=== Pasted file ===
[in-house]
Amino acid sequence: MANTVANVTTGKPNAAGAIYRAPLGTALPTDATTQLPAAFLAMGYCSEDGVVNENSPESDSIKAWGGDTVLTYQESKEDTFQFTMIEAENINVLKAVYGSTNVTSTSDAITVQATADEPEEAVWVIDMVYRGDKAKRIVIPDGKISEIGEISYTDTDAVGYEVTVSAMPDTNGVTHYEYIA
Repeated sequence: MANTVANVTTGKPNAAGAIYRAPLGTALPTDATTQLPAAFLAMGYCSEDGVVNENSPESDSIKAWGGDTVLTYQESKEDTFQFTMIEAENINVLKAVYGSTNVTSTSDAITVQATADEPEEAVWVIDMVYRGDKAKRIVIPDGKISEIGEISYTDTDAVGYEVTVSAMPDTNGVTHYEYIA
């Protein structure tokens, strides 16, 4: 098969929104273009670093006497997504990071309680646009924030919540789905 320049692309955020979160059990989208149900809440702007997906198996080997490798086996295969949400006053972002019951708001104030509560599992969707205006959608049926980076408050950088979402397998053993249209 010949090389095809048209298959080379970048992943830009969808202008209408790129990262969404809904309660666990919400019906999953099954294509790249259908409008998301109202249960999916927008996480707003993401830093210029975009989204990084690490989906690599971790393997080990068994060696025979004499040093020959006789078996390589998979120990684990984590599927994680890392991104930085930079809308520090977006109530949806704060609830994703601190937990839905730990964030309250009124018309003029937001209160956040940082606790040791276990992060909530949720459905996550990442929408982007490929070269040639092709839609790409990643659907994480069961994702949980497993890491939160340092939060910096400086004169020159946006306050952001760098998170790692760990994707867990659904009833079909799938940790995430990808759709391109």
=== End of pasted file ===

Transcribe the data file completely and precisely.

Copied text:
[in-house]
Amino acid sequence: MANTVANVTTGKPNAAGAIYRAPLGTALPTDATTQLPAAFLAMGYCSEDGVVNENSPESDSIKAWGGDTVLTYQESKEDTFQFTMIEAENINVLKAVYGSTNVTSTSDAITVQATADEPEEAVWVIDMVYRGDKAKRIVIPDGKISEIGEISYTDTDAVGYEVTVSAMPDTNGVTHYEYIA
Repeated sequence: MANTVANVTTGKPNAAGAIYRAPLGTALPTDATTQLPAAFLAMGYCSEDGVVNENSPESDSIKAWGGDTVLTYQESKEDTFQFTMIEAENINVLKAVYGSTNVTSTSDAITVQATADEPEEAVWVIDMVYRGDKAKRIVIPDGKISEIGEISYTDTDAVGYEVTVSAMPDTNGVTHYEYIA
């Protein structure tokens, strides 16, 4: 098969929104273009670093006497997504990071309680646009924030919540789905 320049692309955020979160059990989208149900809440702007997906198996080997490798086996295969949400006053972002019951708001104030509560599992969707205006959608049926980076408050950088979402397998053993249209 010949090389095809048209298959080379970048992943830009969808202008209408790129990262969404809904309660666990919400019906999953099954294509790249259908409008998301109202249960999916927008996480707003993401830093210029975009989204990084690490989906690599971790393997080990068994060696025979004499040093020959006789078996390589998979120990684990984590599927994680890392991104930085930079809308520090977006109530949806704060609830994703601190937990839905730990964030309250009124018309003029937001209160956040940082606790040791276990992060909530949720459905996550990442929408982007490929070269040639092709839609790409990643659907994480069961994702949980497993890491939160340092939060910096400086004169020159946006306050952001760098998170790692760990994707867990659904009833079909799938940790995430990808759709391109």